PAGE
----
“I’ll often reference celebrities,” Hanawalt told Racked in 2017 of how she comes up with character's outfits. “Like Jessica Biel, who’s actually on the show—she has the best street style, so I look at what she wears a lot. There was this leather army green one-sleeved mini dress she wore that I definitely put on a character. And I recently drew a dress that Constance Wu wore to the Critics’ Choice Awards; I love her.”

Once, Hanawalt even put Princess Carolyn in the mint green Gucci dress Katy Perry wore to the 2013 Grammy Awards. To draw the characters who work at the fictional Manatee Fair, she turned to Prada for inspiration.

“That was crazy fun to draw, and I liked that they’re the opposite of model body types,” she told Racked. “It was fun to take runway fashions and put them on manatees!”

9. Yes, that was really Sir Paul McCartney's voice you heard on BoJack Horseman.

Not every celebrity agrees to do a voice on the show—after a writer on the show "poured his heart out" to Cameron Crowe, Crowe was still too busy to voice the raven named Cameron Crowe. In season 1, the show still managed to snag J.K. Simmons to play the tortoise Lennie Turtletaub and Naomi Watts to portray herself. More celebrities followed; an unnamed guest actor told Bob-Waksberg, "Well, I guess if Naomi Watts is willing to make a fool of herself like this, I can too."

For the season 2 episode "After the Party," the show managed to get the former Beatle after some "tenacity" from the casting director Linda Lamontagne. McCartney recorded his lines in New York, with Bob-Waksberg instructing him from the studio in Los Angeles. The BoJack creator didn't know McCartney was going to do it until five minutes beforehand, when an executive producer called his cell while he was waiting to pick up a smoothie.

If he didn't do the voice, Kevin Bigley would have done an impression of Michael Bublé to end the installment.

10. Margo Martindale didn't know BoJack Horseman involved animals until after a table read.

Margo Martindale's The Millers co-star Will Arnett insisted that Martindale had to appear on his animated show. After she said she didn't want to do a cartoon, Arnett explained, "You have to do it—the part is Character Actress Margo Martindale." The day after her first BoJack table read, Martindale approached Arnett on The Millers set to tell him how much fun she had had, and how Mr. Peanutbutter oddly has a lot of doglike qualities.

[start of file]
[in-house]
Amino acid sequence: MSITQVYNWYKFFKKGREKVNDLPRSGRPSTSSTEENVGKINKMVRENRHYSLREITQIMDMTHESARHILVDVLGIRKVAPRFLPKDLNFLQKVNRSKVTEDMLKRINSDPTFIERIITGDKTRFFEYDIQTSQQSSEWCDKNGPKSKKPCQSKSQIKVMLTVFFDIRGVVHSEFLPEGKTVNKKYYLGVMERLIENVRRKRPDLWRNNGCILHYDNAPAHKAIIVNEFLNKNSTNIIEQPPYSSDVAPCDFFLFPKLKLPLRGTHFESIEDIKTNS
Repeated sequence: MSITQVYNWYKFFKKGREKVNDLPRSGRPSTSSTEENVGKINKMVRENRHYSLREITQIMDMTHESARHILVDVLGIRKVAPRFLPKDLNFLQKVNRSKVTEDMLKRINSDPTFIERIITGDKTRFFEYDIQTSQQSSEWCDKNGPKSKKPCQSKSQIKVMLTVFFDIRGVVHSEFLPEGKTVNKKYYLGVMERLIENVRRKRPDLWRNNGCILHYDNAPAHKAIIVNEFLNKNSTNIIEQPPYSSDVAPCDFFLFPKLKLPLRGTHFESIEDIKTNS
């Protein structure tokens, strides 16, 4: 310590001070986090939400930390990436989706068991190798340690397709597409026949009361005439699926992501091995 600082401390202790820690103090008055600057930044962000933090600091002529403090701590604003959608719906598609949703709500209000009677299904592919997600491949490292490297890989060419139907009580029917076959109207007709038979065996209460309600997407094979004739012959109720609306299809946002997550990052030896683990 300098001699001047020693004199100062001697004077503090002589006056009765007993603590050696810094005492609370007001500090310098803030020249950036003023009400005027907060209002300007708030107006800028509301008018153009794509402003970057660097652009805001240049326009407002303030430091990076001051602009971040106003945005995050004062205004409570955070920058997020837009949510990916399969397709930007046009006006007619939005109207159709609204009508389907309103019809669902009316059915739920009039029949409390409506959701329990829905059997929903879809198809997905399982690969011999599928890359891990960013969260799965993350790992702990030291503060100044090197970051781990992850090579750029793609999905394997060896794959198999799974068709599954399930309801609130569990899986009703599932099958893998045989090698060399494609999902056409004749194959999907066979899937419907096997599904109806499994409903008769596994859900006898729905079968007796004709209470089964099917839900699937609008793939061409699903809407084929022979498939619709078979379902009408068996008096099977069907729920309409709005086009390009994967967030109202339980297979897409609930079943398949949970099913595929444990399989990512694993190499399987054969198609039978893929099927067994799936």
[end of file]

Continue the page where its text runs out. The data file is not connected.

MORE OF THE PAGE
Unfortunately, after Martindale was sent to jail on BoJack Horseman, her husband discovered that someone updated her real-life Wikipedia page to read that she spent the last year in prison for armed robbery. “This is what your cartoon’s done for me,” Martindale told Arnett.

11. Some actors do double or triple voice duty on BoJack Horseman.

Arnett voices both BoJack and his father, Butterscotch Horseman. Alison Brie portrays Diane Nguyen, "Vincent Adultman," and Joelle Clarke. Even Bob-Waksberg gets into the voice acting as tree frog assistant-turned-agent Charley Witherspoon.

12. BoJack Horseman’s writers love giving Amy Sedaris complicated tongue twisters.

Amy Sedaris’s character Princess Carolyn is often saddled with complex tongue twisters because the actress “hates them,” according to a Yahoo! interview with Bob-Waksberg. “She’s so annoyed,” he said “There’s a fun friction that comes out of her saying these words. Where you can almost get the sense that she doesn’t want to, but she has to, which gives it a fun charge.”

The writing team is fond of creating characters specifically for the purpose of inserting them into increasingly ridiculous word avalanches. In season 4, Amy Sedaris had several lines revolving around the fictional actress Courtney Portnoy, who portrayed “the formerly portly consort in The Seaport Resort” and “the thorny horticulturist in One Sordid Fortnight with a Short-Skirted Sorceress.”

“I enjoy doing it, and I enjoy making Amy do it,” Bob-Waksberg told Yahoo! “I think she secretly enjoys it too, even though she complains.”

13. BoJack Horseman’s running Zoe or Zelda gag was based off of a Tia and Tamera observation.

"The Zoe/Zelda thing in season one came from a Tia and Tamera observation I've had for a while," Bob-Waksberg admitted. Back in 2010, he wrote on his Tumblr that he was a Tia, despite his many Tamera qualities, and later that he was a Zoe with some very Zelda qualities.

14. Some of BoJack Horseman’s jokes take entire seasons to build.

While the mulch joke was a variation of a joke Bob-Waksberg knew for years, and the movie-star speech Rutabaga Rabbitowitz gives Princess Carolyn is something he had told to heartbroken friends before, the Marisa Tomei sneezing picture took the entire first season to come together in the writers room.

"In season 1, we were working on some episode and we knew there was some story on BoJack sneezing on Marisa Tomei that we had set up, and elsewhere, we had set up that there was a sneezing picture that BoJack hates, but everyone uses when they talk about BoJack," he explained. "It wasn’t until episode 11 that we realized, 'What if the sneezing picture is the picture of him sneezing on Marisa Tomei?' We went back to episode 2 and changed the picture and had a flashback in episode 11."

Some story arcs were invented in the writers room, like the paparazzi birds, Todd's rock opera, and the progression of Mr. Peanutbutter and Diane's relationship. Going to Boston, the Herb Kazzaz storyline, the drug trip episode, and BoJack cornering Diane at Ghostwritercon were all Bob-Waksberg's initial pitch to Netflix.